File Storage

There are two storage workflows available with Uploadcare. You can use Uploadcare storage, or connect custom storage.

Uploadcare Storage

By default, you start your Uploadcare experience with Uploadcare Storage. The traffic and storage costs are then included in your plan, and you can monitor your limits in the dashboard. Uploadcare Storage requires no configuration and works out of the box.

Every file uploaded to your account goes to our storage, and all the Uploadcare media processing and delivery capabilities are based on it.

Uploadcare Storage Workflow

The workflow with Uploadcare Storage is as follows:

  • A file gets to one of your Uploadcare projects identified by its API key by the means of our file uploader, Upload API or API clients.
  • The file goes to our storage and gets cached by CDN layers.
  • Then, depending on the “Automatic file storing” setting of your project, the file is either kept in our storage forever or deleted after a 24-hour period.
  • If you use our Upload API to get files to your Uploadcare project, you can implement the storeflag to manually store the file.
  • During the 24-hour expiry period, you can make an API call to manually store the file.
  • In any case, your files are then delivered to your users via our CDN.
  • If the file is an image, it can be further processed on the fly via our Image Processing.
  • Video Processing and Document Conversion will work via our REST API.

Storing uploaded files

  • This is for the version 3.x of the widget. If you’re looking for the widget v2 docs, check here
  • Here’s how you migrate from v2 to v3.

Storage Workflow

There are two basic workflows when uploading files to Uploadcare:

  • Uploaded files will sit in your project permanently; this is called “Auto file storing.”
  • Uploaded files will be kept in your account for 24 hours and then get deleted.

On Uploadcare, every permanent file is called “stored,” hence making a file permanent is called “storing.” The second workflow allows storing individual files by making an API Request.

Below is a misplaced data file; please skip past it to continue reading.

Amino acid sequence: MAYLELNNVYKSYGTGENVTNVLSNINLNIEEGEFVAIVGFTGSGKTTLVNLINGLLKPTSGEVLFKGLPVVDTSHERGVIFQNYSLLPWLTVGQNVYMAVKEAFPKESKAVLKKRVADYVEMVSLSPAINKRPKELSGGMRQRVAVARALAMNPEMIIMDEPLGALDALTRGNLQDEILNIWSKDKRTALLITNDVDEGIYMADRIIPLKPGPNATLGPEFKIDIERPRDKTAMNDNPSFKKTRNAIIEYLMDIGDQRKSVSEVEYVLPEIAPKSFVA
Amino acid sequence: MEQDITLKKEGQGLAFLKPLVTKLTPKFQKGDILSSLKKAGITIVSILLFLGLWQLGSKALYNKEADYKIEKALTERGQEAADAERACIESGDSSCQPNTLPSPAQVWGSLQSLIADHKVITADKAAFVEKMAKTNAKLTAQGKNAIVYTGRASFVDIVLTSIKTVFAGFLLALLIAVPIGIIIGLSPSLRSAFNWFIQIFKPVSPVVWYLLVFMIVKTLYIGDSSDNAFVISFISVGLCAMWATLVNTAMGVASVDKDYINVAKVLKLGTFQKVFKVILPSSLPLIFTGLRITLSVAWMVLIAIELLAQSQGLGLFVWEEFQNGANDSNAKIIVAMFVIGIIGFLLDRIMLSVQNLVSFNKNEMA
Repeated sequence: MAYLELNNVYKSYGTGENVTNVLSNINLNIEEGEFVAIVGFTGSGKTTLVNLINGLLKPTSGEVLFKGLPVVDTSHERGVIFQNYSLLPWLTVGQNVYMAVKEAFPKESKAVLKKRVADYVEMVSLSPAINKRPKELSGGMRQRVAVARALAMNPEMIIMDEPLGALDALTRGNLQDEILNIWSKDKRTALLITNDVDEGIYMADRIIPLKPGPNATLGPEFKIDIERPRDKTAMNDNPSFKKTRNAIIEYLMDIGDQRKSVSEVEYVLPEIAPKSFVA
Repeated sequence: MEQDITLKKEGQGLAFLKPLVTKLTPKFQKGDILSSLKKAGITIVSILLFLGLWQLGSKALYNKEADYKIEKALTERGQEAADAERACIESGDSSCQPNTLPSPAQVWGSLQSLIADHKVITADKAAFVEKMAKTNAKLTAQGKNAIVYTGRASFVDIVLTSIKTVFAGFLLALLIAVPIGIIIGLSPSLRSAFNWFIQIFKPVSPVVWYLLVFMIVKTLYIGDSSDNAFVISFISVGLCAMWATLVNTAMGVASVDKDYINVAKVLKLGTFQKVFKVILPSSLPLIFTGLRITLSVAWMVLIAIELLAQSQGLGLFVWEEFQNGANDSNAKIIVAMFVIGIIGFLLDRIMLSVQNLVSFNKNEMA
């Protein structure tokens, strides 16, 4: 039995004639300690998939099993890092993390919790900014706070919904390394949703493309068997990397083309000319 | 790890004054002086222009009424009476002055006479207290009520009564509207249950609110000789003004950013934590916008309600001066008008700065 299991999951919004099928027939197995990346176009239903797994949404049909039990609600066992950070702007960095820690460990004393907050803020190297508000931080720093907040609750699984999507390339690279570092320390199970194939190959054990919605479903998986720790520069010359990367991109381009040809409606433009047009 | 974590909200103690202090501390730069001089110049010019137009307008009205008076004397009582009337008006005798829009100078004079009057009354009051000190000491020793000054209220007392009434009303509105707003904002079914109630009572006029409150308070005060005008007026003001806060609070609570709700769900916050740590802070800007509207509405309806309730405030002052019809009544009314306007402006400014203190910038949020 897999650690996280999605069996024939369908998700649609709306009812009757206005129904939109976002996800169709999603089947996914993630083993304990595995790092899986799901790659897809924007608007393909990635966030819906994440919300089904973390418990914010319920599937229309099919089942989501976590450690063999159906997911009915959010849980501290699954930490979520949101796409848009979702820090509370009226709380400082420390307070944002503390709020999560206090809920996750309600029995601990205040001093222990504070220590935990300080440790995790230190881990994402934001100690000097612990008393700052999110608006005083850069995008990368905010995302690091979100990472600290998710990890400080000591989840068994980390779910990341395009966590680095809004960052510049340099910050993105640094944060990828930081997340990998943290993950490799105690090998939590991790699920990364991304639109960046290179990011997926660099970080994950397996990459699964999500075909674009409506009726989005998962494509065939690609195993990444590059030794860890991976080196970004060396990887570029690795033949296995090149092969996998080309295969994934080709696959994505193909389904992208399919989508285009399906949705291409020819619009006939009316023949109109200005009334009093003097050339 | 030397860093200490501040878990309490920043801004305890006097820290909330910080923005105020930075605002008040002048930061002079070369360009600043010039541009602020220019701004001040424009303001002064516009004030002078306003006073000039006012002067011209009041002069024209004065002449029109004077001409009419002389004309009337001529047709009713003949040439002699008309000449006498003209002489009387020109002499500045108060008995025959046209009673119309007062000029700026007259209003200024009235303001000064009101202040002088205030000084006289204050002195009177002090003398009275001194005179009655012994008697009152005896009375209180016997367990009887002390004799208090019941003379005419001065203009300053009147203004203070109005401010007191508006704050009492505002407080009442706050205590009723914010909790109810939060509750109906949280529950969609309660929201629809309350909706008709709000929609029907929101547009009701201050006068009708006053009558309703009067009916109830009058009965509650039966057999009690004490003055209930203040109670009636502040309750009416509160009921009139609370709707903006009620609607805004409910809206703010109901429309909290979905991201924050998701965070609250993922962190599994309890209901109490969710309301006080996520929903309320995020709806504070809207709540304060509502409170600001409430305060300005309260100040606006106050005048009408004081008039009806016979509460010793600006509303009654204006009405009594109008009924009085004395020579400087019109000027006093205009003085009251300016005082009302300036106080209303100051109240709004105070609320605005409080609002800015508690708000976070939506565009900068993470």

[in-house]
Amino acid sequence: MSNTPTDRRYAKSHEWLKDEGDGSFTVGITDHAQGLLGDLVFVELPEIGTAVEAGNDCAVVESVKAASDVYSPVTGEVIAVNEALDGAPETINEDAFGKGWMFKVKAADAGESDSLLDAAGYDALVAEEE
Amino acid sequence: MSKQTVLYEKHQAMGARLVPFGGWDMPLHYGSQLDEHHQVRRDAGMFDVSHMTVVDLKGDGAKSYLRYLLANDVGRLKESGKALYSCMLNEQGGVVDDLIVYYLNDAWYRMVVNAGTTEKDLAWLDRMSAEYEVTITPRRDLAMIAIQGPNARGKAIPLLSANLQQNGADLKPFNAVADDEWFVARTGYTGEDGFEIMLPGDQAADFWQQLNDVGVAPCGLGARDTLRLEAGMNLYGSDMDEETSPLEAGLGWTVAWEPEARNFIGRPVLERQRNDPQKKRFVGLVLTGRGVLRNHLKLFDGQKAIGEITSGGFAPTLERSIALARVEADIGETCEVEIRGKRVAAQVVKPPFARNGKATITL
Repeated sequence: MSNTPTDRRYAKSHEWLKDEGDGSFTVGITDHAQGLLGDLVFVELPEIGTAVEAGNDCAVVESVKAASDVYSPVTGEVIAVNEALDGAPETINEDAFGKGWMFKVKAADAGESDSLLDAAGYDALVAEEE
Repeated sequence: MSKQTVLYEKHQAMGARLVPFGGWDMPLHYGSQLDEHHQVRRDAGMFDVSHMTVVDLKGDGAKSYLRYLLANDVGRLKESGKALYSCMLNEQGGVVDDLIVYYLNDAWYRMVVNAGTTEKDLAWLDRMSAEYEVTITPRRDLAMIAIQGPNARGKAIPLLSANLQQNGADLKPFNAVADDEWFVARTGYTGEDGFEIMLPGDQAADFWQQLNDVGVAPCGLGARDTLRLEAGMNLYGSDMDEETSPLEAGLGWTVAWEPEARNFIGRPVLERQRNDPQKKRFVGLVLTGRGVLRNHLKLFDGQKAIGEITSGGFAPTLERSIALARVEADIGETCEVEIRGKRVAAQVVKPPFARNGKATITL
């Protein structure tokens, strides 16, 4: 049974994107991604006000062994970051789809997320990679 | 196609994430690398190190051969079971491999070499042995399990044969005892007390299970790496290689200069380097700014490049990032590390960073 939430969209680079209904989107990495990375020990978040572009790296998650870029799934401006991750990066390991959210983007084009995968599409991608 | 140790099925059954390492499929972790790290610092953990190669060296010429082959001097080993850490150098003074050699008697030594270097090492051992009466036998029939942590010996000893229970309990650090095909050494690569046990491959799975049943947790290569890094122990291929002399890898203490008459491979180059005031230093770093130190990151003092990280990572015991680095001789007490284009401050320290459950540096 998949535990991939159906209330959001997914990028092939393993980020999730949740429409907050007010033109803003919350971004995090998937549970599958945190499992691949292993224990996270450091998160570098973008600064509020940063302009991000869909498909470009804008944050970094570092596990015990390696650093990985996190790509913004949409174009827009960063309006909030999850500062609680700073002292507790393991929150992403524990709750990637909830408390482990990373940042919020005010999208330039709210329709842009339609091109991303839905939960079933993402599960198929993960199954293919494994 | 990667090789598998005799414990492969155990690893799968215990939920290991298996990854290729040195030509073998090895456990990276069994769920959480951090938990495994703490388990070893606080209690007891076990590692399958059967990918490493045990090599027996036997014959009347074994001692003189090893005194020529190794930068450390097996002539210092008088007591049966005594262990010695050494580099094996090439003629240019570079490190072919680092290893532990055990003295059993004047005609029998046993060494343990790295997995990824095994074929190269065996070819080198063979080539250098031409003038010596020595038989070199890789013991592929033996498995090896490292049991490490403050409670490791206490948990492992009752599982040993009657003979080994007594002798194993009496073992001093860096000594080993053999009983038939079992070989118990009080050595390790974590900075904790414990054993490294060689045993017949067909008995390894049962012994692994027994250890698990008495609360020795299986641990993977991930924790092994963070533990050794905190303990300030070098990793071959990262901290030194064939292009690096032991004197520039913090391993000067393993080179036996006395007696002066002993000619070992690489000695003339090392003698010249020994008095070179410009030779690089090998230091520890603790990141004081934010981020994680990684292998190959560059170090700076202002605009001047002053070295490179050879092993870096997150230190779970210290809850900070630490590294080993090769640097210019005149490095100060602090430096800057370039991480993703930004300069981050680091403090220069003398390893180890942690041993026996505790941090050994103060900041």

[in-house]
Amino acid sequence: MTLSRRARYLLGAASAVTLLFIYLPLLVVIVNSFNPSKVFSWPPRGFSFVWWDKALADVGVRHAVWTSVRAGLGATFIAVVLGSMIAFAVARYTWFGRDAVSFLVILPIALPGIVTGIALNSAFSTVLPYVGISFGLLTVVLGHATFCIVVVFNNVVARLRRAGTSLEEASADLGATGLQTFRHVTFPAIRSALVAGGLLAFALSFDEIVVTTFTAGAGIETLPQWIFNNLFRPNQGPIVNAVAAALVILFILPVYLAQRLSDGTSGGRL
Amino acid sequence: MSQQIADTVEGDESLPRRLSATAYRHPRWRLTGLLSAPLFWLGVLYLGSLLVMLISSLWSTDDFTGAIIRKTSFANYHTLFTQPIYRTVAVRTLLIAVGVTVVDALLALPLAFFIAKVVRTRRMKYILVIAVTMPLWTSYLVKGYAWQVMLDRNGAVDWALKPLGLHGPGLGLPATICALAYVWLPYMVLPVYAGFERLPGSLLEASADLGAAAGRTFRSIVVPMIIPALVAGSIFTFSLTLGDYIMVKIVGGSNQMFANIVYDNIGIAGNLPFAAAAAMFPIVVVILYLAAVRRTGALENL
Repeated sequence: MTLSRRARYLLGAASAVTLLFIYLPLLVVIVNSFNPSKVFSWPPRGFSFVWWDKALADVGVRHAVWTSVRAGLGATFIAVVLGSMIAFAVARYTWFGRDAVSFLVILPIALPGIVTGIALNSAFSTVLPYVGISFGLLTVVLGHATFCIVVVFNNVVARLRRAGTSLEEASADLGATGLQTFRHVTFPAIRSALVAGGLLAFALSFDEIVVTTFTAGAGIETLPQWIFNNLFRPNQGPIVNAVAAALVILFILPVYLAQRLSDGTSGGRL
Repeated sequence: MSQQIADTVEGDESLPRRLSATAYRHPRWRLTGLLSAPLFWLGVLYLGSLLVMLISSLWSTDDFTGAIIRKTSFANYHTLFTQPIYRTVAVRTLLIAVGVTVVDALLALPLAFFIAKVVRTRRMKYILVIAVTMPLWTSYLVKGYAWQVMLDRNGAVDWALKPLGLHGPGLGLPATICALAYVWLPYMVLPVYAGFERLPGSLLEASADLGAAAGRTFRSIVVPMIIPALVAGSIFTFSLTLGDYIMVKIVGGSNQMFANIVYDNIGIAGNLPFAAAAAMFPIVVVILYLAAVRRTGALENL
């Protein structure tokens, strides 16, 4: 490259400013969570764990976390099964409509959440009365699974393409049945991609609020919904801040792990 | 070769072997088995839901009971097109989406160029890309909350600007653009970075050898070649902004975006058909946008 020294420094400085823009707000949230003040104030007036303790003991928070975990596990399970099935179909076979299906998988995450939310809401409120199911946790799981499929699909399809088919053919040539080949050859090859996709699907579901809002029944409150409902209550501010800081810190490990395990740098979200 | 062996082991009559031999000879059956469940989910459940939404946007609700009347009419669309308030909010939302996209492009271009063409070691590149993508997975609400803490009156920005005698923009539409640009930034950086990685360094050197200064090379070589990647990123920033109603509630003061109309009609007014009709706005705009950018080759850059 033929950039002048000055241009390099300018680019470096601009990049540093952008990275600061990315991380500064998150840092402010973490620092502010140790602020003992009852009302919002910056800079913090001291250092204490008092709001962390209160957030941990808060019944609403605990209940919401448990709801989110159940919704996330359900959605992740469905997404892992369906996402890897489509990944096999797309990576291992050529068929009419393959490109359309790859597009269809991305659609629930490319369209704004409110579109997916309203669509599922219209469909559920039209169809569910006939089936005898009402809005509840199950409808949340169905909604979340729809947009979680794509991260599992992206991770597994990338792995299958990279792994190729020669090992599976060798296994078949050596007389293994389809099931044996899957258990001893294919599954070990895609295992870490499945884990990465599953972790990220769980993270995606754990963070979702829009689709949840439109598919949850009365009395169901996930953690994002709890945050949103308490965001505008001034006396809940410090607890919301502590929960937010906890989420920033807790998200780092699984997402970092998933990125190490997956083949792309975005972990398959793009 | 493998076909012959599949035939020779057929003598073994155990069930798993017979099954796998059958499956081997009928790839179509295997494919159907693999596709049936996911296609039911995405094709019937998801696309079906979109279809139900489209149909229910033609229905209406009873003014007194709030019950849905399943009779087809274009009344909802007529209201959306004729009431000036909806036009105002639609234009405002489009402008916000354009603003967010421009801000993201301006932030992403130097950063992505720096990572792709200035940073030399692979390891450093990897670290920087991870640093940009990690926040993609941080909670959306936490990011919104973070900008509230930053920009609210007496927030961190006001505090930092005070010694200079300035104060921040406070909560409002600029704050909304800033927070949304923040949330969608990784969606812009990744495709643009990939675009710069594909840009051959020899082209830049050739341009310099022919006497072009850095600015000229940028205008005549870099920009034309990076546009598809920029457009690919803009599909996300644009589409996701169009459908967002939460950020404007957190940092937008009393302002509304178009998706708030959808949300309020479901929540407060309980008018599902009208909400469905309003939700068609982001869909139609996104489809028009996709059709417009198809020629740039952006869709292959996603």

Automatic File Storing, Default

By default, every project on your dashboard comes with the “Auto file storing” option enabled. This way you can seamlessly use our File Uploader without having to make store requests: every file uploaded via the file uploader gets stored in your Uploadcare project defined by the set public key.

Manual File Storing

When you disable “Auto file storing” for a project, every file that goes there gets deleted after a 24-hour period. This could be useful when there is no need for your app to keep every uploaded file that takes up your account storage.

To store a file, you will need to make a separate server-side API call. Such requests should be made after a form implementing file uploads gets submitted.

You can also have the master “Auto file storing” setting enabled in a project and still not store files sent by a specific file uploader instance. This behavior is carried out via implementing the data-do-not-store file uploader option.

Custom Storage

The Custom Storage option is about connecting an Amazon S3 bucket to one or more of your Uploadcare projects.

You can connect a custom bucket in the Custom storage settings of your Uploadcare project. You can learn more about setting up custom storage here.

You may want to choose this option over Uploadcare Storage when you:

  • Implement custom file workflows.
  • Follow company storage policies pointing at specific buckets.